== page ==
by Jennifer Wilson | June 2, 2015 2:59 pm
By Niklas Moeller
Many people believe white noise, pink noise, and sound masking are synonymous, and tend to use these terms interchangeably. However, there are distinct differences between each of them.
White noise is a random ‘broadband’ sound—meaning it includes a wide range of frequencies—that typically spans the audible range of 20 to 20,000 hertz (Hz). Graphical representations of this type of noise vary depending on the horizontal axis. If it shows individual frequencies, volume is constant; however, if the scale is in octaves, each octave’s volume increases by three decibels (dB). This is because each octave contains double the number of frequencies than the one before it, and as a general rule, the combined volume of any two sounds of equal volume is three dB higher. Thus, a graph depicting white noise shows either flat or increasing volume.
Of course, how we experience this type of sound is more important than how it is visually represented. Most people describe white noise as ‘static’ with an uncomfortable, hissing quality. Those of us old enough to remember analog televisions compare it to the ‘snow’ broadcast when the antenna lost the transmission signal and picked up electromagnetic noise instead.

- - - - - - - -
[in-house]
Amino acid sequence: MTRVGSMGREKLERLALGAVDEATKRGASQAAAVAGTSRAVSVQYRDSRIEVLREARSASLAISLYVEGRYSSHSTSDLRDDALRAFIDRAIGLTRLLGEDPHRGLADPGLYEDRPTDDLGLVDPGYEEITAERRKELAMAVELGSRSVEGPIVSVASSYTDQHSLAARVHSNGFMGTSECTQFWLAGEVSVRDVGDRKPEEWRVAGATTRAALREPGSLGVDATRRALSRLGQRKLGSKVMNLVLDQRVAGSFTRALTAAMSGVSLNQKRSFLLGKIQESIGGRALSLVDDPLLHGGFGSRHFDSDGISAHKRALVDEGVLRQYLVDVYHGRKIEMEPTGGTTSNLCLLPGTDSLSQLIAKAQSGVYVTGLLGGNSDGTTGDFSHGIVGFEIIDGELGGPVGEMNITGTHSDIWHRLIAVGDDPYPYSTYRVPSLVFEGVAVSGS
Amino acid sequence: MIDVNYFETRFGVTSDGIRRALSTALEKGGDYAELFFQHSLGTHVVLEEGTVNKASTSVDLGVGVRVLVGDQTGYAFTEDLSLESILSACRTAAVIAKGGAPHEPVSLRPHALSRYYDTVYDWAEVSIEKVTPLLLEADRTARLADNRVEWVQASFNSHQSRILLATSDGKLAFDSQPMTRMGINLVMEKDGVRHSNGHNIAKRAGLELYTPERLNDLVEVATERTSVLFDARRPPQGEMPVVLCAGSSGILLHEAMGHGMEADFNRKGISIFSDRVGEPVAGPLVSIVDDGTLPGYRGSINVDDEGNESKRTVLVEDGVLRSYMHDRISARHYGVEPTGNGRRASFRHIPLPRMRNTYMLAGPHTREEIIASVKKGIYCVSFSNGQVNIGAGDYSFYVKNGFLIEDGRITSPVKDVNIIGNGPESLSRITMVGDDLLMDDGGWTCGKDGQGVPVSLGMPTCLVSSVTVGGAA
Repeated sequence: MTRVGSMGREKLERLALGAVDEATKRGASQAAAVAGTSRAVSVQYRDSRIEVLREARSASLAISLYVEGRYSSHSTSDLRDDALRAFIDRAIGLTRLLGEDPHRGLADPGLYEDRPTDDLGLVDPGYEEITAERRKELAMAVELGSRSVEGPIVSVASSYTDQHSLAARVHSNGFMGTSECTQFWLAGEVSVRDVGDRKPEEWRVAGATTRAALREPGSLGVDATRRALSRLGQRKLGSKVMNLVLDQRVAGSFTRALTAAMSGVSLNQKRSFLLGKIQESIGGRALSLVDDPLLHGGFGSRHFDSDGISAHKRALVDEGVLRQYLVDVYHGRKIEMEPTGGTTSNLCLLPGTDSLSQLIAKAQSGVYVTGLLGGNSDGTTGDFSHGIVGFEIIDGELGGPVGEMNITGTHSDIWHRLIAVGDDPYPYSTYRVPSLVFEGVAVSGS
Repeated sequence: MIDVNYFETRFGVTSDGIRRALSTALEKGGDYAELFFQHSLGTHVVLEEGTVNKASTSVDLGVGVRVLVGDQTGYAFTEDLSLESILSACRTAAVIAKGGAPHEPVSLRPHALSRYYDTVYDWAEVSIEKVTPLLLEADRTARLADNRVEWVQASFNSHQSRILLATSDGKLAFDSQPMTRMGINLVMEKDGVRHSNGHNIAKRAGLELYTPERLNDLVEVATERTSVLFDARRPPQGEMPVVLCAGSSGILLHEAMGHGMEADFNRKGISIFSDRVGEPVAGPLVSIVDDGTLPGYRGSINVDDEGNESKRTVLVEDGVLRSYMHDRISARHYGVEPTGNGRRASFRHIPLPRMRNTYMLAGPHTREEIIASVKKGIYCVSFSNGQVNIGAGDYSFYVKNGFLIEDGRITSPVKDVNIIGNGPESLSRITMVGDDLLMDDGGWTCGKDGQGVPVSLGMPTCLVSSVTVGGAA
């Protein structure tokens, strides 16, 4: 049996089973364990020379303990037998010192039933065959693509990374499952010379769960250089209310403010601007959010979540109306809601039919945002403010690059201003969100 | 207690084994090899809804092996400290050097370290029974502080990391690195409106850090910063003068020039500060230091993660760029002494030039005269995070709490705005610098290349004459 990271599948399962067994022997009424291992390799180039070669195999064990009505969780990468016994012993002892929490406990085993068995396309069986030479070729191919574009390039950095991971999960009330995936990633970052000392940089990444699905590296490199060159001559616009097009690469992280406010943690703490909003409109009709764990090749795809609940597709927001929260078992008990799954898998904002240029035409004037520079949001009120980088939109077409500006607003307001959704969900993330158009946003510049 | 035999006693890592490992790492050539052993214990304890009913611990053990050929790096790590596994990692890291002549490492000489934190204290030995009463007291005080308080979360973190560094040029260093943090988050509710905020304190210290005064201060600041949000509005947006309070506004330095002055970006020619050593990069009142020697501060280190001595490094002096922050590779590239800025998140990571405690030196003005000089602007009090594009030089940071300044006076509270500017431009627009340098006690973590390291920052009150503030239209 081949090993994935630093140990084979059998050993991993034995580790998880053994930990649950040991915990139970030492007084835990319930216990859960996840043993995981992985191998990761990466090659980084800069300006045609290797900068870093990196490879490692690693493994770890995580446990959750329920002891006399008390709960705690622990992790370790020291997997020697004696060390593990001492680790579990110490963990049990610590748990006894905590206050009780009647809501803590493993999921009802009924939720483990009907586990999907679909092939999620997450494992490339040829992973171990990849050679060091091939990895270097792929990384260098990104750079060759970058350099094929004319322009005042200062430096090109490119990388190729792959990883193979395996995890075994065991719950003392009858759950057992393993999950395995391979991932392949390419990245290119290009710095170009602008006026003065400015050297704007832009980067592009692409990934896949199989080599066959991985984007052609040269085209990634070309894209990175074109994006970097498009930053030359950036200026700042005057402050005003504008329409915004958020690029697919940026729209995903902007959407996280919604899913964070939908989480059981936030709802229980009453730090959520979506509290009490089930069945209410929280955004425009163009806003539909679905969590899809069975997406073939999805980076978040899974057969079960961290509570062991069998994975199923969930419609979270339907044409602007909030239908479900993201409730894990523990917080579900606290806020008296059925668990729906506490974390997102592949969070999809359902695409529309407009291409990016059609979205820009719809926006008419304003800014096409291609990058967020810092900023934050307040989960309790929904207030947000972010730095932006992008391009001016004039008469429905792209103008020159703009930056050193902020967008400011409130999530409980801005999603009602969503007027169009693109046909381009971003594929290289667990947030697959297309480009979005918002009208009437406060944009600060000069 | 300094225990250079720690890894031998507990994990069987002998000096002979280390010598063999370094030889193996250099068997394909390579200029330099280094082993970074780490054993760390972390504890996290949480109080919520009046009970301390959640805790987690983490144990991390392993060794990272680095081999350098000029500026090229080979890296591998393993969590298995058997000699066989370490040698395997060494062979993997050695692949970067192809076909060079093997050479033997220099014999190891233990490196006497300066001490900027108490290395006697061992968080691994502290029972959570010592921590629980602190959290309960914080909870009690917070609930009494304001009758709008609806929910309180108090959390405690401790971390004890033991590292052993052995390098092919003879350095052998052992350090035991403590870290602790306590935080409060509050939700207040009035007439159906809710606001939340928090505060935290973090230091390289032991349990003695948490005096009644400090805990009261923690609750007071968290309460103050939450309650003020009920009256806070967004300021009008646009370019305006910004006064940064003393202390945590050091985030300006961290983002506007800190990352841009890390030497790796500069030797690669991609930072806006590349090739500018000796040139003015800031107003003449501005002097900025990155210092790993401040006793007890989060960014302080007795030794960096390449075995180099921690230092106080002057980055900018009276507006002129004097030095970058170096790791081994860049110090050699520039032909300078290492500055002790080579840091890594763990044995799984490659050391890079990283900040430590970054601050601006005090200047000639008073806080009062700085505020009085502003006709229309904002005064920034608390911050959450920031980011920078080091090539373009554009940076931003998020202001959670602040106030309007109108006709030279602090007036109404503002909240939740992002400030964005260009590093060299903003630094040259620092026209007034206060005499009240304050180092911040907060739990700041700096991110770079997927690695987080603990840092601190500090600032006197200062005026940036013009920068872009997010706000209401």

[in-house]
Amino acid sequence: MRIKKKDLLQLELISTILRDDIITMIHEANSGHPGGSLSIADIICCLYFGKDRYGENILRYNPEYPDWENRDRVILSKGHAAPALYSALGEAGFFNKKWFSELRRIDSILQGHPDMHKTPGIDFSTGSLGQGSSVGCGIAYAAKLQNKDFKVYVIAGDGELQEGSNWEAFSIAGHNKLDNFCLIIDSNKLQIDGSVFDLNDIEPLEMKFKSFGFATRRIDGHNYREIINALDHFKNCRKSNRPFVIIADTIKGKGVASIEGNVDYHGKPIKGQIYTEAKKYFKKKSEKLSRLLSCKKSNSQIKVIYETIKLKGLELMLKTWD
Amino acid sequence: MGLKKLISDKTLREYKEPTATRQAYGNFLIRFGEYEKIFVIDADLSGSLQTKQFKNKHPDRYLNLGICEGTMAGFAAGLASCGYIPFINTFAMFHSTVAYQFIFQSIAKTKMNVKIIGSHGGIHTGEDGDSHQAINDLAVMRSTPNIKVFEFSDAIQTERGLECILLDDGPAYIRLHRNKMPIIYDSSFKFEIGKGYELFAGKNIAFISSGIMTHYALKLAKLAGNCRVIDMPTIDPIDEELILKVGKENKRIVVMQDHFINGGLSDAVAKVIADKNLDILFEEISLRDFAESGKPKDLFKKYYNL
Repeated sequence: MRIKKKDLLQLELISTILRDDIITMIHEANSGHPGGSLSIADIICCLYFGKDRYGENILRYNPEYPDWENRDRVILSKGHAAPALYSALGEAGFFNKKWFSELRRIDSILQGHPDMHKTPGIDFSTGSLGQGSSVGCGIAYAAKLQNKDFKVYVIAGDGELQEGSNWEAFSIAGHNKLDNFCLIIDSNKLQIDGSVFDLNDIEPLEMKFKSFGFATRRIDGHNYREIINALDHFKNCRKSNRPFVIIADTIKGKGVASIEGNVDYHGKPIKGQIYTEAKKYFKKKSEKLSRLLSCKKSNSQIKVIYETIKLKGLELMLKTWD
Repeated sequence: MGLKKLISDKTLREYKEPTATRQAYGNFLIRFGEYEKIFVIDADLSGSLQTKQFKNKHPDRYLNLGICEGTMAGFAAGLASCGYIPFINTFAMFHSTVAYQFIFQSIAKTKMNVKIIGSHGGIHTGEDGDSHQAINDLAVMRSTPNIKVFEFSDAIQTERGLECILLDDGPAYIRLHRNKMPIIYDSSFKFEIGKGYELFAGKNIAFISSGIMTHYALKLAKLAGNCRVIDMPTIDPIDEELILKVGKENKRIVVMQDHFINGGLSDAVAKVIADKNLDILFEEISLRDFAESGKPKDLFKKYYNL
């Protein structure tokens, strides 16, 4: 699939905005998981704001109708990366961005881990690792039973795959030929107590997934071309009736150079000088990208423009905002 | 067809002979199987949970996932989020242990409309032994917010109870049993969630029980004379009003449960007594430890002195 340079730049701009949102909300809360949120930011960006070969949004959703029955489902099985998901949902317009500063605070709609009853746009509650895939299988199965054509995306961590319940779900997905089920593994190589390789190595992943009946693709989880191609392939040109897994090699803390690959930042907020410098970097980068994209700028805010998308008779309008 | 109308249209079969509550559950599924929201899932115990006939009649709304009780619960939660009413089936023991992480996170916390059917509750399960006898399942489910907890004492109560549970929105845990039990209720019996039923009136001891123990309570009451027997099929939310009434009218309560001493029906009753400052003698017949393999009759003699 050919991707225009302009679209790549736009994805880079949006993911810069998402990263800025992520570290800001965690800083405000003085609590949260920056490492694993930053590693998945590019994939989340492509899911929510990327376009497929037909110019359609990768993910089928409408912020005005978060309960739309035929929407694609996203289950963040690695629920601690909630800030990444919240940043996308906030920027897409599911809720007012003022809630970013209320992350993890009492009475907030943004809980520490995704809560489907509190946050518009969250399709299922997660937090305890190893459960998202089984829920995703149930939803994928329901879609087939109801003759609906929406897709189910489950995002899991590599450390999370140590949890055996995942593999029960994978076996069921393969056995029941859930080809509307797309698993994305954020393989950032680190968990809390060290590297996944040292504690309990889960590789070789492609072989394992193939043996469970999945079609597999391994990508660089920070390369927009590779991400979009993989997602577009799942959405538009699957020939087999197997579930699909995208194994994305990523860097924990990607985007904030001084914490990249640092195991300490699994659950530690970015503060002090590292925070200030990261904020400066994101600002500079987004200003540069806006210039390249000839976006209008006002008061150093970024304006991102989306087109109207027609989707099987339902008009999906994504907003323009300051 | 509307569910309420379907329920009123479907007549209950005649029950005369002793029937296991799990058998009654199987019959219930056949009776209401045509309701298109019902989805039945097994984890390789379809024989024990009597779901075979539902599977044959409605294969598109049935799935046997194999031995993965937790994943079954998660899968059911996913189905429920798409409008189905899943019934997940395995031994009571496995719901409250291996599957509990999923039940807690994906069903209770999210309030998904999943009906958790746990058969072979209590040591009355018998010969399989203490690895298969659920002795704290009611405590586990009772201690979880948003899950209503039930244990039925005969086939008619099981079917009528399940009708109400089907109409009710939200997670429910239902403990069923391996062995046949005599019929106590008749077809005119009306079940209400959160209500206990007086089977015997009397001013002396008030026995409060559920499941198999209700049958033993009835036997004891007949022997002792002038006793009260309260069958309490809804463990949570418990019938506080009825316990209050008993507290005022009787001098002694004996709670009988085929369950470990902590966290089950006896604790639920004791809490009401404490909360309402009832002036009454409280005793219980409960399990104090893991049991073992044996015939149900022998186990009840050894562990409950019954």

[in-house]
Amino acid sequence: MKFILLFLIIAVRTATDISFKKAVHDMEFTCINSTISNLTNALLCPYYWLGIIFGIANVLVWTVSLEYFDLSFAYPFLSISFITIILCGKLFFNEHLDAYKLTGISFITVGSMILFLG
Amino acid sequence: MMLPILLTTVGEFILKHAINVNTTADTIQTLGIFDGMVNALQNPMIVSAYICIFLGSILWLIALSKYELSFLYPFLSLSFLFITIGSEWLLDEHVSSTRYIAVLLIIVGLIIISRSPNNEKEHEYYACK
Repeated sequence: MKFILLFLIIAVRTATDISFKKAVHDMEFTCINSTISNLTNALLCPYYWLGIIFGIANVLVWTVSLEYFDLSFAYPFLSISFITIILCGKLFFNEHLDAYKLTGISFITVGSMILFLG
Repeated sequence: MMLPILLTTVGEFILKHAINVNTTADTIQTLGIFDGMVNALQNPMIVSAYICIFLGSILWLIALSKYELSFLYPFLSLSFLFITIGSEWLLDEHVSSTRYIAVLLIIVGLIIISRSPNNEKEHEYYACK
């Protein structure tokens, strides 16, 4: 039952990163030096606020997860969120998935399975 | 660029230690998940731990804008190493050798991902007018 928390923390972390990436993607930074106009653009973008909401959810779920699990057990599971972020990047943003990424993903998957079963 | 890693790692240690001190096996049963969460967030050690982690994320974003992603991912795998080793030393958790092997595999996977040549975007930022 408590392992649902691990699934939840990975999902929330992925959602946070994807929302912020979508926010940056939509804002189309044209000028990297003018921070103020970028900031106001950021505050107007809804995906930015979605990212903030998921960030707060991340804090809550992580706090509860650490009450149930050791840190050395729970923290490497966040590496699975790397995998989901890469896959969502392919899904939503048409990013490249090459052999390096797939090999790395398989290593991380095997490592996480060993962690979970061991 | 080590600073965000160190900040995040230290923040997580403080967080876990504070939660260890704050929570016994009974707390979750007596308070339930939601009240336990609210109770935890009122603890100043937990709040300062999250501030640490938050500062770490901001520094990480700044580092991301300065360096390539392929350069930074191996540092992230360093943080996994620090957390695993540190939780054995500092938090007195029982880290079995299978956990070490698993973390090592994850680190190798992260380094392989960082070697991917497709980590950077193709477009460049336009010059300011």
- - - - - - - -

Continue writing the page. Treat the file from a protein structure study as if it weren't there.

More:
Pink noise is another term often substituted for sound masking. It is also a random ‘broadband’ sound, but instead of being equal in volume at each frequency, volume decreases at a rate of three dB per octave as frequency increases. However, because these decreases are offset by the increases created by the doubling of frequencies in each octave, pink noise is constant in volume per octave. Subjectively speaking, this sound is less hissy than white noise. On the other hand, the relatively louder low frequencies give it a rumbling quality, prompting comparison to the sound of a waterfall.
Given these descriptions, it is understandable why modern sound masking systems do not emit white or pink noise, or in fact any of the other colours (e.g. brown, blue or purple). When introducing a sound to a workplace in order to cover conversations and noise—in other words, to improve occupants’ concentration, productivity, and overall workplace satisfaction—it is also vital to ensure it is as comfortable and unobtrusive as possible.